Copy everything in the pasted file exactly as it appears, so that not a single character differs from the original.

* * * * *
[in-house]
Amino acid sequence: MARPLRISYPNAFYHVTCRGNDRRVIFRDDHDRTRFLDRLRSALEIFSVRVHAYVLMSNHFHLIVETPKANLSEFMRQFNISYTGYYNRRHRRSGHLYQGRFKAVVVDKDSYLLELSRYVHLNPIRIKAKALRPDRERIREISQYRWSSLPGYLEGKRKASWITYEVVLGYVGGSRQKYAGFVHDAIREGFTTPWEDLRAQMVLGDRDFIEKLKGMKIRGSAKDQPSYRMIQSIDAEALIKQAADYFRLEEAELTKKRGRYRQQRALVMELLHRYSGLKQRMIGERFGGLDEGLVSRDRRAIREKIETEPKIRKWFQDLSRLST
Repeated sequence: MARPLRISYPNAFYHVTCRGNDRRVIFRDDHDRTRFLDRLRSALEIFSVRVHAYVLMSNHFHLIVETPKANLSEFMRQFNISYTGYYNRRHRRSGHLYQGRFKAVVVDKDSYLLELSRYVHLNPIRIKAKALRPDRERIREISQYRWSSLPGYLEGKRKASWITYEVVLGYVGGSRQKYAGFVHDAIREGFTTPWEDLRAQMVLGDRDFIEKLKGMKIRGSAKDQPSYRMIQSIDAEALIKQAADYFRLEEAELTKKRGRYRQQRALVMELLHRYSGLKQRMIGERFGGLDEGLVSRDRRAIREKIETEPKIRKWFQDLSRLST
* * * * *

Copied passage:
[in-house]
Amino acid sequence: MARPLRISYPNAFYHVTCRGNDRRVIFRDDHDRTRFLDRLRSALEIFSVRVHAYVLMSNHFHLIVETPKANLSEFMRQFNISYTGYYNRRHRRSGHLYQGRFKAVVVDKDSYLLELSRYVHLNPIRIKAKALRPDRERIREISQYRWSSLPGYLEGKRKASWITYEVVLGYVGGSRQKYAGFVHDAIREGFTTPWEDLRAQMVLGDRDFIEKLKGMKIRGSAKDQPSYRMIQSIDAEALIKQAADYFRLEEAELTKKRGRYRQQRALVMELLHRYSGLKQRMIGERFGGLDEGLVSRDRRAIREKIETEPKIRKWFQDLSRLST
Repeated sequence: MARPLRISYPNAFYHVTCRGNDRRVIFRDDHDRTRFLDRLRSALEIFSVRVHAYVLMSNHFHLIVETPKANLSEFMRQFNISYTGYYNRRHRRSGHLYQGRFKAVVVDKDSYLLELSRYVHLNPIRIKAKALRPDRERIREISQYRWSSLPGYLEGKRKASWITYEVVLGYVGGSRQKYAGFVHDAIREGFTTPWEDLRAQMVLGDRDFIEKLKGMKIRGSAKDQPSYRMIQSIDAEALIKQAADYFRLEEAELTKKRGRYRQQRALVMELLHRYSGLKQRMIGERFGGLDEGLVSRDRRAIREKIETEPKIRKWFQDLSRLST